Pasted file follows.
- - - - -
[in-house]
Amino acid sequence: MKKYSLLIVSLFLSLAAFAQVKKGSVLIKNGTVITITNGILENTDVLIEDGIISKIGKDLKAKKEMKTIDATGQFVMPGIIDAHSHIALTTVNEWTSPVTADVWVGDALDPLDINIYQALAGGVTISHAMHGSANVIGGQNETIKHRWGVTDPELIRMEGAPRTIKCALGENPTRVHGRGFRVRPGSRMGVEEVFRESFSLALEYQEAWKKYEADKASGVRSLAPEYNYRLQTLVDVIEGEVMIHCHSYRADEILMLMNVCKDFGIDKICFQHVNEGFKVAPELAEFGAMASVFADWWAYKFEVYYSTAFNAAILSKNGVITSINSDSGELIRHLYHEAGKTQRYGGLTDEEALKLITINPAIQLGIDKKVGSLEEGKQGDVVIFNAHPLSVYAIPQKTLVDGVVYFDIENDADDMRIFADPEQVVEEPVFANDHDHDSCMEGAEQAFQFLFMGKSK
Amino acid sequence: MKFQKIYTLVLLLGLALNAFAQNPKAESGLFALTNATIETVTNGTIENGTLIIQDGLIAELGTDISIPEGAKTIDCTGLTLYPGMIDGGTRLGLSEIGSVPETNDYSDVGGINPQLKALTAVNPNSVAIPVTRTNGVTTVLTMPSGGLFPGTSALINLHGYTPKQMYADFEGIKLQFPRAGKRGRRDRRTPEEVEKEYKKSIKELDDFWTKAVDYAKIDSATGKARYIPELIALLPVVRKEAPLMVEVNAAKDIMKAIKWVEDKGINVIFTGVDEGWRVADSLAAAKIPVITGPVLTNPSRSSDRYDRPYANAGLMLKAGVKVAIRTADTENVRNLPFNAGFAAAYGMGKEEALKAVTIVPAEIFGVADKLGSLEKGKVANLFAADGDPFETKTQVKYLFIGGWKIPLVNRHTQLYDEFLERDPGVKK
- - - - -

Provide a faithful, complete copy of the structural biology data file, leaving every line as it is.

[in-house]
Amino acid sequence: MKKYSLLIVSLFLSLAAFAQVKKGSVLIKNGTVITITNGILENTDVLIEDGIISKIGKDLKAKKEMKTIDATGQFVMPGIIDAHSHIALTTVNEWTSPVTADVWVGDALDPLDINIYQALAGGVTISHAMHGSANVIGGQNETIKHRWGVTDPELIRMEGAPRTIKCALGENPTRVHGRGFRVRPGSRMGVEEVFRESFSLALEYQEAWKKYEADKASGVRSLAPEYNYRLQTLVDVIEGEVMIHCHSYRADEILMLMNVCKDFGIDKICFQHVNEGFKVAPELAEFGAMASVFADWWAYKFEVYYSTAFNAAILSKNGVITSINSDSGELIRHLYHEAGKTQRYGGLTDEEALKLITINPAIQLGIDKKVGSLEEGKQGDVVIFNAHPLSVYAIPQKTLVDGVVYFDIENDADDMRIFADPEQVVEEPVFANDHDHDSCMEGAEQAFQFLFMGKSK
Amino acid sequence: MKFQKIYTLVLLLGLALNAFAQNPKAESGLFALTNATIETVTNGTIENGTLIIQDGLIAELGTDISIPEGAKTIDCTGLTLYPGMIDGGTRLGLSEIGSVPETNDYSDVGGINPQLKALTAVNPNSVAIPVTRTNGVTTVLTMPSGGLFPGTSALINLHGYTPKQMYADFEGIKLQFPRAGKRGRRDRRTPEEVEKEYKKSIKELDDFWTKAVDYAKIDSATGKARYIPELIALLPVVRKEAPLMVEVNAAKDIMKAIKWVEDKGINVIFTGVDEGWRVADSLAAAKIPVITGPVLTNPSRSSDRYDRPYANAGLMLKAGVKVAIRTADTENVRNLPFNAGFAAAYGMGKEEALKAVTIVPAEIFGVADKLGSLEKGKVANLFAADGDPFETKTQVKYLFIGGWKIPLVNRHTQLYDEFLERDPGVKK